If I was going to put in the effort to tackle this problem, I wanted to make sure I’d be able to share my work with others. I decided it would be best to start collaborating before writing too much code rather than trying to convince someone to merge code I’d already written, so I asked for some input and support in this GitHub issue (where another developer had already asked about the possibility of using Numo in classifier-reborn). I tried to communicate where I was headed (update CI/tests, implement numo-linalg option, and release a new classifier-reborn version) so there wouldn’t be any surprises. I was happy to receive a quick reply from one of the Jekyll maintainers to let me know that he’d help get my code merged and released!

Writing Code

I wanted to be cautious with my development and I planned to rely heavily on tests to let me know if I broke anything along the way. Unfortunately, classifier-reborn hadn’t been heavily worked on since about 2017, so the CI setup was a little outdated. It was testing against EOL versions of Ruby and still used TravisCI config from before they stopped providing free open source builds. To get CI running again, so my first PR migrated off TravisCI to GitHub Actions. In that PR, my goal was just to get the tests running on current versions of Ruby to validate the changes I planned to make. I followed that up with a second PR to test both the pure Ruby and GSL code paths – previously, you could run tests using GSL locally but they didn’t run in CI. After those two PRs merged, I had some guard rails in place and I was ready to try implementing LSI with numo-linalg.

This PR contains the code changes that make classifier-reborn work with Numo. I began by adding code to load the numo-linalg gem if it’s installed. Classifier-reborn already had a mechanism to try to load the gsl gem before falling back to pure Ruby, so I followed a similar pattern to try to load numo-linalg before falling back to gsl and then pure Ruby. With the numo-linalg gem being loaded, I implemented a code branch to replace the GSL SV_decomp call with a call to Numo::Linalg.svd. Once that was done, I relied heavily on the existing tests. Several tests failed when I first ran the suite with the numo-linalg gem, and the failing tests highlighted all the areas of the code that needed to be updated. The existing tests had great coverage, which I was thankful for. I used Ruby’s debugging tools to help me understand and fix the failing test cases one by one. Ultimately, the linear algebra operations were pretty well encapsulated, so I only had to change about a hundred lines of code!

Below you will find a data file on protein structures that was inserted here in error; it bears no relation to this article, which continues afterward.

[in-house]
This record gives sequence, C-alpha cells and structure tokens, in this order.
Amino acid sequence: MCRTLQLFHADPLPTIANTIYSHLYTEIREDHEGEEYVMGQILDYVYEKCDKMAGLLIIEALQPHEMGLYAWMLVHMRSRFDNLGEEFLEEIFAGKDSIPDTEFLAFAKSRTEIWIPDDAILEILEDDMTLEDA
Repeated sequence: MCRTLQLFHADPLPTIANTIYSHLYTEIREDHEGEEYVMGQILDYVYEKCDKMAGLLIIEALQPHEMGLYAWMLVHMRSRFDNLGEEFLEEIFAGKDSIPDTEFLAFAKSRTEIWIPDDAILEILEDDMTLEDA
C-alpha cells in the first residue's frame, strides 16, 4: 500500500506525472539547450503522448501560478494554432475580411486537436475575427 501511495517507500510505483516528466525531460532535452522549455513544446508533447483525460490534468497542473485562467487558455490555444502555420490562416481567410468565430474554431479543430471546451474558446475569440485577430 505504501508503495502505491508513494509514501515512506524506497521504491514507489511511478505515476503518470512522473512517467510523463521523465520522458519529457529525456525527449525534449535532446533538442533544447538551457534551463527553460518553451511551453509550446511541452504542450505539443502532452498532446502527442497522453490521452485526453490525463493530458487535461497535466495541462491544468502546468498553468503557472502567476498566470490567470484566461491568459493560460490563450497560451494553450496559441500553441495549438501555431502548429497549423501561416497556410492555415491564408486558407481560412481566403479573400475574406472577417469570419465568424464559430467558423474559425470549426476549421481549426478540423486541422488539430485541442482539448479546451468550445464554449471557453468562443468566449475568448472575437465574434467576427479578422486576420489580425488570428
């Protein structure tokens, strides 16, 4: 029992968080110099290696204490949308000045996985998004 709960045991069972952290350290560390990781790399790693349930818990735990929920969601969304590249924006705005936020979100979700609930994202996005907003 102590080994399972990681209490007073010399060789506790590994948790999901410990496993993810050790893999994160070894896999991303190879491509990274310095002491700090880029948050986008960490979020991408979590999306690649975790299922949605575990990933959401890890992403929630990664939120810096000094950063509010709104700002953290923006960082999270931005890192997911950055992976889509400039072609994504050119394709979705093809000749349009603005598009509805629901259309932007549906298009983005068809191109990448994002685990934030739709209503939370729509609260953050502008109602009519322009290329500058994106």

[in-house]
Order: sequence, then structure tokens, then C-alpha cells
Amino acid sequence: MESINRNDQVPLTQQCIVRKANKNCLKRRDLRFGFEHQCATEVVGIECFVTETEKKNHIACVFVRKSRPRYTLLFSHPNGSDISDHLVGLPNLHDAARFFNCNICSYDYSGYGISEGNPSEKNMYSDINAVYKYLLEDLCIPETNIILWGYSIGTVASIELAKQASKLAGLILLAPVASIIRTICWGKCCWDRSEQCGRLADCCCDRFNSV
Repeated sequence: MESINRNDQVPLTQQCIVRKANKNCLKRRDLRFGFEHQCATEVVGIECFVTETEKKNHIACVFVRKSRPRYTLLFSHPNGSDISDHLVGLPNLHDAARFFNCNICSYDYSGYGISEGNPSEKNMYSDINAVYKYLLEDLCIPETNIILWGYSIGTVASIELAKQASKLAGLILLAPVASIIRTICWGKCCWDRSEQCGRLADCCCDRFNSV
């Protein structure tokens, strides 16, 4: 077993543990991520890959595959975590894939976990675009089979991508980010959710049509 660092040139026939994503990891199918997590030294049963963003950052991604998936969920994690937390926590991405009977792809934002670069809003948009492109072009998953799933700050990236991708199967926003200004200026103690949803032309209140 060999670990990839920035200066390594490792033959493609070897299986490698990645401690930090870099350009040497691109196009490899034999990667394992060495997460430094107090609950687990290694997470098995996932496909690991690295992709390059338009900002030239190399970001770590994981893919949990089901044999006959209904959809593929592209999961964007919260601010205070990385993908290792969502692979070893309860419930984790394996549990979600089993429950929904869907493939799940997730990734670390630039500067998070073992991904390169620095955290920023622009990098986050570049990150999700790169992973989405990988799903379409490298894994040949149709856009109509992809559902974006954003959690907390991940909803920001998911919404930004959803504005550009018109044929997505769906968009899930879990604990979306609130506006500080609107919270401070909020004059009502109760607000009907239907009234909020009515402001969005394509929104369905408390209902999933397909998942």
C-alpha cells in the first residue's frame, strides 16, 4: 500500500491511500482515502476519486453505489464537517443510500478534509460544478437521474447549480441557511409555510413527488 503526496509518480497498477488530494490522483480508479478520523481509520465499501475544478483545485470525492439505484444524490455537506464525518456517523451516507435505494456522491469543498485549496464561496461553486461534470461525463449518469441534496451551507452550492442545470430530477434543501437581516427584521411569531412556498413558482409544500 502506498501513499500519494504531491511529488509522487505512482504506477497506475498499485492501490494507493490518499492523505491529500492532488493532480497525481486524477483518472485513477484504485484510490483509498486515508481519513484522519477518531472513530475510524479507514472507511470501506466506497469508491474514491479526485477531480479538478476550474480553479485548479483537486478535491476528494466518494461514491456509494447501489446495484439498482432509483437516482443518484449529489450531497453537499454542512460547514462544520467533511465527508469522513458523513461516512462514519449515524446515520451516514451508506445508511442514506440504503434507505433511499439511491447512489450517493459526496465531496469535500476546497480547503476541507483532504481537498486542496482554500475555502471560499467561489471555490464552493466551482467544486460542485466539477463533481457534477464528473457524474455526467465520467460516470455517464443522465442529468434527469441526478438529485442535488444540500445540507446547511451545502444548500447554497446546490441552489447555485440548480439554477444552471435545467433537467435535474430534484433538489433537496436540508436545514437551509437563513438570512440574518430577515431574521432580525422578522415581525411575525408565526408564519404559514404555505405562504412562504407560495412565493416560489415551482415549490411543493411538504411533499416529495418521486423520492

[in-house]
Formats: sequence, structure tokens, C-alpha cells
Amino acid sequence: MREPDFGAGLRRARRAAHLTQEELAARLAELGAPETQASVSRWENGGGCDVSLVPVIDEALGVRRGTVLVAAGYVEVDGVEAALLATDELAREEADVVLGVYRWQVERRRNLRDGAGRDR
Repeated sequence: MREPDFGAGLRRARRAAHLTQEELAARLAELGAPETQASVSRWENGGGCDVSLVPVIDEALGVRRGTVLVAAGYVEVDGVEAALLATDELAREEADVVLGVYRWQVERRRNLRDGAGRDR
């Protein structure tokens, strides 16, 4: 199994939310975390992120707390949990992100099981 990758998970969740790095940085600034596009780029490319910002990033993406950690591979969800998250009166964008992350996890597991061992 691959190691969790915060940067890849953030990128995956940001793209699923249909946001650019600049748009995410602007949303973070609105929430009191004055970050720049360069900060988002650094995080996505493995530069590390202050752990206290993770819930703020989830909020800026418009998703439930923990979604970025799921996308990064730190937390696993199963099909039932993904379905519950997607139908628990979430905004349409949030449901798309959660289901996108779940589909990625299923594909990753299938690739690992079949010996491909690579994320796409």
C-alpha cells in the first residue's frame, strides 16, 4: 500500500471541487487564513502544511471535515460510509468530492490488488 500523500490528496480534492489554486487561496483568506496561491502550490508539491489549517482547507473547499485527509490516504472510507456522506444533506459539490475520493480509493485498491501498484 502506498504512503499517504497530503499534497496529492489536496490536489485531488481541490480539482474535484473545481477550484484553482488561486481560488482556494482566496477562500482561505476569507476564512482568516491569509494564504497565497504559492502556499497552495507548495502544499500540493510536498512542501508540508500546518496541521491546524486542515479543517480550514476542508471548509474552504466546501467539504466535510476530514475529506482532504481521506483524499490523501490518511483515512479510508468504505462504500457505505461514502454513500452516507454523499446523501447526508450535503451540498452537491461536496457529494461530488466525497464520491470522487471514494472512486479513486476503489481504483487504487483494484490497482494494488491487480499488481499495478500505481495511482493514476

Jekyll with classifier-reborn and Numo

My efforts were successful, and classifier-reborn 2.3.0 was relased on July 12, 2022 with support for Ruby 3 via the numo-linalg gem! Of course, open source usually isn’t a solo effort, and I owe some thanks to mattr-, who helped get my code merged and released, as well as to everyone who built Jekyll, classifier-reborn, Numo, and LAPACK.

Want to use Jekyll and classifier-reborn with Ruby 3 yourself? Before you can install and use the numo-linalg gem, you’ll need to install LAPACK on your system. On Ubuntu, you can do this with sudo apt-get install liblapacke-dev libopenblas-dev. Once that’s done, just add numo-narray and numo-linalg to your Gemfile. If your Gemfile contains classifier-reborn, numo-narray, and numo-linalg, classifier-reborn will use Numo to perform singular value decomposition, and you’ll be able to use Jekyll with related_posts in Ruby 3!

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About the Author

Mike Kasberg

👋 Hi, I'm Mike! I'm a husband, I'm a father, and I'm a senior software engineer at Strava. I use Ubuntu Linux daily at work and at home. And I enjoy writing about Linux, open source, programming, tech, and other random topics.